LOS ANGELES -- NHL Commissioner Gary Bettman is not evil, though many Canadian fans might dispute that.
He has done a remarkable job building the league's business operations to the point where in a shaky economy the NHL's revenues are projected to rise four to five percent compared with last season's record of just over $2.7 billion.
But he's disconnected from those who love the game at a visceral level, a point reinforced when he chatted with reporters Sunday in Anaheim.
Asked whether negotiations have begun to replace the collective bargaining agreement that will expire Sept. 15, 2012, Bettman insisted it's not worth worrying about yet.
"We're having a great season going on. We've got another one to come. I'm not sure why any attention is really being focused on our collective bargaining right now," he said.
The lockout that canceled the 2004-05 NHL season is reason enough to fear another shutdown. So is the labor uncertainty surrounding Major League Baseball, the NFL and the NBA.
"But we're after all those guys," he said. "If you like, focus on the other three. I think they're more front and center than we are right now."
Sorry, Gary, but fans are worried now.
Fans fear you'll kill another season, and for what? The last lockout was supposed to reduce ticket prices and allow teams to compete on even footing. The ticket price promise was broken and small-market teams can't flourish with a salary floor that's higher than the ceiling was after the lockout.
Bettman seems to think it's automatic that fans will return after another lockout, but that's not guaranteed. He said the NHL "overcame the damage the first day we were back from the work stoppage" because fans "have been great in understanding what we had to go through and because we took a huge step forward in addressing our issue, the fans got it, and the game on the ice and the competitive balance is all a function of what came out of the year off."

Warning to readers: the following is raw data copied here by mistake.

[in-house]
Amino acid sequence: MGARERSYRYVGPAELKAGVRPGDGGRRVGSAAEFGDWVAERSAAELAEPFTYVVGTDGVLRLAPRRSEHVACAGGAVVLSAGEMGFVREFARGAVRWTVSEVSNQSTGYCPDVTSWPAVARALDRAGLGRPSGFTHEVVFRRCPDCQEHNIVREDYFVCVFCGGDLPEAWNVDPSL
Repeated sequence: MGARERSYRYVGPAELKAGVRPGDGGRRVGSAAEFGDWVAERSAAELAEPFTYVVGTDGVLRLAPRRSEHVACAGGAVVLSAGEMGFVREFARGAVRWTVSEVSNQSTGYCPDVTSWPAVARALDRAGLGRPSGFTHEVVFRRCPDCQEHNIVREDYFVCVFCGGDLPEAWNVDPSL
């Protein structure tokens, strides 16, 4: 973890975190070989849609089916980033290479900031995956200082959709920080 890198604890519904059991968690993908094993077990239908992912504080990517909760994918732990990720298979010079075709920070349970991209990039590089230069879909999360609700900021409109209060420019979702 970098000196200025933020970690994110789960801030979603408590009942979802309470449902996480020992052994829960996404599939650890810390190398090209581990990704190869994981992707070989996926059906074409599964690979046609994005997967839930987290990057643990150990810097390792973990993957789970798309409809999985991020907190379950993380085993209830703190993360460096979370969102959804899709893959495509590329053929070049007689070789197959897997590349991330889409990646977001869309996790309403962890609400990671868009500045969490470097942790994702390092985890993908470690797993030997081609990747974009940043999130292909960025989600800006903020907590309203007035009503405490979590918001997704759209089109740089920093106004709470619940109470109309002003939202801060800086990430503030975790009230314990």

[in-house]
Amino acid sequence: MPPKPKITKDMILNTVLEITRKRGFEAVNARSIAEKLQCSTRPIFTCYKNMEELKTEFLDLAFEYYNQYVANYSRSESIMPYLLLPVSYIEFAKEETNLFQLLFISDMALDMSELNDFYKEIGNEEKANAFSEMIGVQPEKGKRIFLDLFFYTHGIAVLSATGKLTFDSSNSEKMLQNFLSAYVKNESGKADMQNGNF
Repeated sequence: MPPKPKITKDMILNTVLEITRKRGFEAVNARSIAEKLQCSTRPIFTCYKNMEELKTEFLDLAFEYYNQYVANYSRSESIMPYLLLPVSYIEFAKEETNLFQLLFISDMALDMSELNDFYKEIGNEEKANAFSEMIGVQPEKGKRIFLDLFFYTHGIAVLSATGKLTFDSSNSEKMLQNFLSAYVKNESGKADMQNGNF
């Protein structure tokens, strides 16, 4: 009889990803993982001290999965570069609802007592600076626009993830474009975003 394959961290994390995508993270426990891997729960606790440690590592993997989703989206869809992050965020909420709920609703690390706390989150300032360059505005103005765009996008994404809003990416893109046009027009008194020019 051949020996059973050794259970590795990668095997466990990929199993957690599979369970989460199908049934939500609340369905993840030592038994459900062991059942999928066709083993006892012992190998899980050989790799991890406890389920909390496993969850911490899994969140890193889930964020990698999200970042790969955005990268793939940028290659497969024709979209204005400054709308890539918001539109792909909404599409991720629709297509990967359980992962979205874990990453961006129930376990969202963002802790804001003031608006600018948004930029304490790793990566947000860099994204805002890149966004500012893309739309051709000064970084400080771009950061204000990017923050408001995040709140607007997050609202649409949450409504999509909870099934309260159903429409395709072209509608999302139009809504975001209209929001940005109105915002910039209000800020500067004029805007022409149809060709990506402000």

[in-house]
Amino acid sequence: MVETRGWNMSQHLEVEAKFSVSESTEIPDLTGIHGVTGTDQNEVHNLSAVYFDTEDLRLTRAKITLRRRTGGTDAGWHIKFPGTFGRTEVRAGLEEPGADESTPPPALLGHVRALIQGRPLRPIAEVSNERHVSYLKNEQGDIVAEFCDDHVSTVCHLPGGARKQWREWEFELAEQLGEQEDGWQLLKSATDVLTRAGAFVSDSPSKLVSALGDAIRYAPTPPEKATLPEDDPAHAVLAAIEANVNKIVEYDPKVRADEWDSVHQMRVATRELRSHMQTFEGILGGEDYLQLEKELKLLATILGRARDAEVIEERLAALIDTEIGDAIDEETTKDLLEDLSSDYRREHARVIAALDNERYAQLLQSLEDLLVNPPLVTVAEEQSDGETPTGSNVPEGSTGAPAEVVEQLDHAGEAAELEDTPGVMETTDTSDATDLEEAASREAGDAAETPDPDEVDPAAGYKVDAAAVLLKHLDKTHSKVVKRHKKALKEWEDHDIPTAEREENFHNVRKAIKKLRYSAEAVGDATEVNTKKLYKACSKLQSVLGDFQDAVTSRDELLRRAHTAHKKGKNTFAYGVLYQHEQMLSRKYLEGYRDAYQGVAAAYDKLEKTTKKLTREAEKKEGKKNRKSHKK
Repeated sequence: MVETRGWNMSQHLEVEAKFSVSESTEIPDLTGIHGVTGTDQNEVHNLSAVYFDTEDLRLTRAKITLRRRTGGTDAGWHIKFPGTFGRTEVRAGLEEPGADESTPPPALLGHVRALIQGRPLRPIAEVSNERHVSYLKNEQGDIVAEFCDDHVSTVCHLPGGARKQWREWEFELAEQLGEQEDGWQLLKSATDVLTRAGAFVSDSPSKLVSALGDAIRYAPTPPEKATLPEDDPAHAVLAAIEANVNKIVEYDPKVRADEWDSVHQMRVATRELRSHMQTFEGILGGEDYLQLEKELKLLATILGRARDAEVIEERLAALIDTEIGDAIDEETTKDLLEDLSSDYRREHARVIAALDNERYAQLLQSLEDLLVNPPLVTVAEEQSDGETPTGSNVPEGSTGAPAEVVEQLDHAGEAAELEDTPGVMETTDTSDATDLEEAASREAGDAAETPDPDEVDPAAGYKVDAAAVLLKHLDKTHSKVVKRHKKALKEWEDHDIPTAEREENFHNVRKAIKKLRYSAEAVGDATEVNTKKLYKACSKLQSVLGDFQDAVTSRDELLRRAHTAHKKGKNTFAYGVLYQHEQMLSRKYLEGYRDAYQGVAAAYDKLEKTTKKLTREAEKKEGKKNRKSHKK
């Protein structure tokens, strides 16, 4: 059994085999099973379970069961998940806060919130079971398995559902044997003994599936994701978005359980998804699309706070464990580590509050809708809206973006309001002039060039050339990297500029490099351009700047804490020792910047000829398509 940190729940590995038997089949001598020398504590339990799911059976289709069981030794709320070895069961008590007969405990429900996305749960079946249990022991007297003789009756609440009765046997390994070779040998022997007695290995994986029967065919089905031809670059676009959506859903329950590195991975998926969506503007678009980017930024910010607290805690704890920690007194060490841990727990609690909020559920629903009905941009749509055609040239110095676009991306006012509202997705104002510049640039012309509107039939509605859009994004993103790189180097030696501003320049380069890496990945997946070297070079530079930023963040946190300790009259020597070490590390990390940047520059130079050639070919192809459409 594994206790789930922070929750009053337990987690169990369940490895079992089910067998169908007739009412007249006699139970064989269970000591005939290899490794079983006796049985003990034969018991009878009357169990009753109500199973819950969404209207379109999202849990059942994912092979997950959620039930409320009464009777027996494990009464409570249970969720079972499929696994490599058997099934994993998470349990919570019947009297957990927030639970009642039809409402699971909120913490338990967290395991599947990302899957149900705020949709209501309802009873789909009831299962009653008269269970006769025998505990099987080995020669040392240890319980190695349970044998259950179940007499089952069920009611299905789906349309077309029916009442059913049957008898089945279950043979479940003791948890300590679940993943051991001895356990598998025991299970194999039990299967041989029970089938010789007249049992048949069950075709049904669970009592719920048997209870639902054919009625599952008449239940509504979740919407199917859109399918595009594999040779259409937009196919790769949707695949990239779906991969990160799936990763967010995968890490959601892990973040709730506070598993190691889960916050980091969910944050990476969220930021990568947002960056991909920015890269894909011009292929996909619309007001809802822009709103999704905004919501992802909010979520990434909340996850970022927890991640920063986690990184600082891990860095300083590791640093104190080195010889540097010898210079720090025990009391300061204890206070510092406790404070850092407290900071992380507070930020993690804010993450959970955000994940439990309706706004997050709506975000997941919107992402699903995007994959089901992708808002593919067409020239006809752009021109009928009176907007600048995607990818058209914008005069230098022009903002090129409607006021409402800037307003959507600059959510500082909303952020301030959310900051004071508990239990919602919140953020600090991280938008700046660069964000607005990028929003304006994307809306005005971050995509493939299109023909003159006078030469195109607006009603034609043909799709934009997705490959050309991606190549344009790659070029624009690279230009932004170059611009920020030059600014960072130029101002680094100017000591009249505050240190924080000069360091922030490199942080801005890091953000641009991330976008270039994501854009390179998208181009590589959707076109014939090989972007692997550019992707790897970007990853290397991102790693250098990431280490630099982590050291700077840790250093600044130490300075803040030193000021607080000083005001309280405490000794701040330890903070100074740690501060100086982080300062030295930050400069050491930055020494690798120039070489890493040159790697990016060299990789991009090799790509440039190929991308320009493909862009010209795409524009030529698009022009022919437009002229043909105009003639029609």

Gary, don't tell us not to worry. Just get a deal done without losing another season.
SHARKS HAVE NO BITE
Maybe they've just started their annual playoff flop early, but the San Jose Sharks are struggling to do what they should be doing as well as any team: score goals.
The Sharks have lost a season-worst four straight games and have scored once in their last three games. A team meeting called by General Manager Doug Wilson last week after they were blanked by Buffalo didn't work: in their next game they took 43 shots against Nashville but lost, 2-1. On Sunday they took 37 shots at Ducks goaltender Jonas Hiller but were shut out again.
"Since I've been here I haven't seen a drought like this, as far as not being able to score," said left wing Ryane Clowe, in his sixth season with San Jose. "But on the other hand, some of the chances we've had and some of the saves that have been made are unbelievable. You might be able to do a whole highlight reel for the year on the last three games and the saves that goalies have made on us."
Coach Todd McLellan said his team's most formidable foe now is doubt.
"We'll have to remind them through meetings, video, practice, that they are very good players, that they have a lot of offensive talent, that they are creating chances," he said. "But at the end of the day... it's about wins and losses. We can feel real good about effort. It's needed. But so are the wins."
Sweden's Gabriel Landeskog, who plays for Kitchener of the Ontario Hockey League, and compatriot Adam Larsson, who plays for Skelleftea of the Swedish Elite League, led the NHL Central Scouting Bureau's midseason rankings for the June entry draft among North Americans and Europeans, respectively.
Landeskog, a left wing, or Larsson, a 6-foot-3, 200-pound defenseman, could become the first Swede chosen No. 1 since Mats Sundin was selected by the Quebec Nordiques in 1989. Ranked behind Landeskog is Drummondville center Sean Couturier, whose father, Sylvain, played 33 games for the Kings from 1988-89 through 1991-92. Sean was born in Phoenix while his father played for their farm team, the Roadrunners.